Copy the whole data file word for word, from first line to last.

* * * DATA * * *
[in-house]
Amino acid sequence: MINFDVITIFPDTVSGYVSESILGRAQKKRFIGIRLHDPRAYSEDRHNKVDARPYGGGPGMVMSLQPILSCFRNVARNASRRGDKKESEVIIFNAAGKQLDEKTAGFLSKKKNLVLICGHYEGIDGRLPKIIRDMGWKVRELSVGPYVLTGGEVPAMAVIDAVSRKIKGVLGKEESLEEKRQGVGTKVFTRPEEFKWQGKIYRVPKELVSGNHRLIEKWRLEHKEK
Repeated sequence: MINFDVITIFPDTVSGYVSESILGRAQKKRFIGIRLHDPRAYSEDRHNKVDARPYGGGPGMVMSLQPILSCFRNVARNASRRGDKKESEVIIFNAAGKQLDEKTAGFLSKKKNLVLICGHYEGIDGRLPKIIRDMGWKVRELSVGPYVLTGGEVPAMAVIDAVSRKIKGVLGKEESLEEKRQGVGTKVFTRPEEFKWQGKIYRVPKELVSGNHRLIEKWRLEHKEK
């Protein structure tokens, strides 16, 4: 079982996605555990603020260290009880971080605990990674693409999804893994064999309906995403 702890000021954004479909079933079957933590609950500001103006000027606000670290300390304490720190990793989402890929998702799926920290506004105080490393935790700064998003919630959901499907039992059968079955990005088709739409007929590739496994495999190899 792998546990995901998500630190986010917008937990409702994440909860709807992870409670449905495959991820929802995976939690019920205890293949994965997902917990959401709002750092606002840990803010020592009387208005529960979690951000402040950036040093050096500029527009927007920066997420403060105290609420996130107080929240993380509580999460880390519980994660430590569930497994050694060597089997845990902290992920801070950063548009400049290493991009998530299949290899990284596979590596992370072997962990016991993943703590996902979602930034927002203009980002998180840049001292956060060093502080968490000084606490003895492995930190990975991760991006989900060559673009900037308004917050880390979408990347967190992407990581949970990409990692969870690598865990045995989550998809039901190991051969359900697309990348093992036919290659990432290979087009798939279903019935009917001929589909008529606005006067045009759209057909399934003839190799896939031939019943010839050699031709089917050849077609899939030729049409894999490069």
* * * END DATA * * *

[in-house]
Amino acid sequence: MINFDVITIFPDTVSGYVSESILGRAQKKRFIGIRLHDPRAYSEDRHNKVDARPYGGGPGMVMSLQPILSCFRNVARNASRRGDKKESEVIIFNAAGKQLDEKTAGFLSKKKNLVLICGHYEGIDGRLPKIIRDMGWKVRELSVGPYVLTGGEVPAMAVIDAVSRKIKGVLGKEESLEEKRQGVGTKVFTRPEEFKWQGKIYRVPKELVSGNHRLIEKWRLEHKEK
Repeated sequence: MINFDVITIFPDTVSGYVSESILGRAQKKRFIGIRLHDPRAYSEDRHNKVDARPYGGGPGMVMSLQPILSCFRNVARNASRRGDKKESEVIIFNAAGKQLDEKTAGFLSKKKNLVLICGHYEGIDGRLPKIIRDMGWKVRELSVGPYVLTGGEVPAMAVIDAVSRKIKGVLGKEESLEEKRQGVGTKVFTRPEEFKWQGKIYRVPKELVSGNHRLIEKWRLEHKEK
């Protein structure tokens, strides 16, 4: 079982996605555990603020260290009880971080605990990674693409999804893994064999309906995403 702890000021954004479909079933079957933590609950500001103006000027606000670290300390304490720190990793989402890929998702799926920290506004105080490393935790700064998003919630959901499907039992059968079955990005088709739409007929590739496994495999190899 792998546990995901998500630190986010917008937990409702994440909860709807992870409670449905495959991820929802995976939690019920205890293949994965997902917990959401709002750092606002840990803010020592009387208005529960979690951000402040950036040093050096500029527009927007920066997420403060105290609420996130107080929240993380509580999460880390519980994660430590569930497994050694060597089997845990902290992920801070950063548009400049290493991009998530299949290899990284596979590596992370072997962990016991993943703590996902979602930034927002203009980002998180840049001292956060060093502080968490000084606490003895492995930190990975991760991006989900060559673009900037308004917050880390979408990347967190992407990581949970990409990692969870690598865990045995989550998809039901190991051969359900697309990348093992036919290659990432290979087009798939279903019935009917001929589909008529606005006067045009759209057909399934003839190799896939031939019943010839050699031709089917050849077609899939030729049409894999490069």